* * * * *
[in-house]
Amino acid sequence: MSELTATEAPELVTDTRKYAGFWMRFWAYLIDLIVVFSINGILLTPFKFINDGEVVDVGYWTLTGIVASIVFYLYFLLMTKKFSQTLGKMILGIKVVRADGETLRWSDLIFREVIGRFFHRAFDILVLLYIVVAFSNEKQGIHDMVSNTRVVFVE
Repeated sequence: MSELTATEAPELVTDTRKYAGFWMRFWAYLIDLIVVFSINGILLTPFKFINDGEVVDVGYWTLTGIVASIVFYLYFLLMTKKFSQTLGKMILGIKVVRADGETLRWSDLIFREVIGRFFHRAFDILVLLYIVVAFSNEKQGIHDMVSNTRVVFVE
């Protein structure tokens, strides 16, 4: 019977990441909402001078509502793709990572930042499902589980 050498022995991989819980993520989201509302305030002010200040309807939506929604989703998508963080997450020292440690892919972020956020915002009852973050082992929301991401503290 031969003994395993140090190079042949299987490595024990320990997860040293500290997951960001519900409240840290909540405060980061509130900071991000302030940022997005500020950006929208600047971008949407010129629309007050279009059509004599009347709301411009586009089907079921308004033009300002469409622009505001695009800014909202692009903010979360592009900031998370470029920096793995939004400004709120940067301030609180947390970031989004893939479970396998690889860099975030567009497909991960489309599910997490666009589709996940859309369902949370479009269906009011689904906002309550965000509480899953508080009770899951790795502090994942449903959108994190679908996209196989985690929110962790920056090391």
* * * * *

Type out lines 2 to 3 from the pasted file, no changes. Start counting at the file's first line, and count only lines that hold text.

Amino acid sequence: MSELTATEAPELVTDTRKYAGFWMRFWAYLIDLIVVFSINGILLTPFKFINDGEVVDVGYWTLTGIVASIVFYLYFLLMTKKFSQTLGKMILGIKVVRADGETLRWSDLIFREVIGRFFHRAFDILVLLYIVVAFSNEKQGIHDMVSNTRVVFVE
Repeated sequence: MSELTATEAPELVTDTRKYAGFWMRFWAYLIDLIVVFSINGILLTPFKFINDGEVVDVGYWTLTGIVASIVFYLYFLLMTKKFSQTLGKMILGIKVVRADGETLRWSDLIFREVIGRFFHRAFDILVLLYIVVAFSNEKQGIHDMVSNTRVVFVE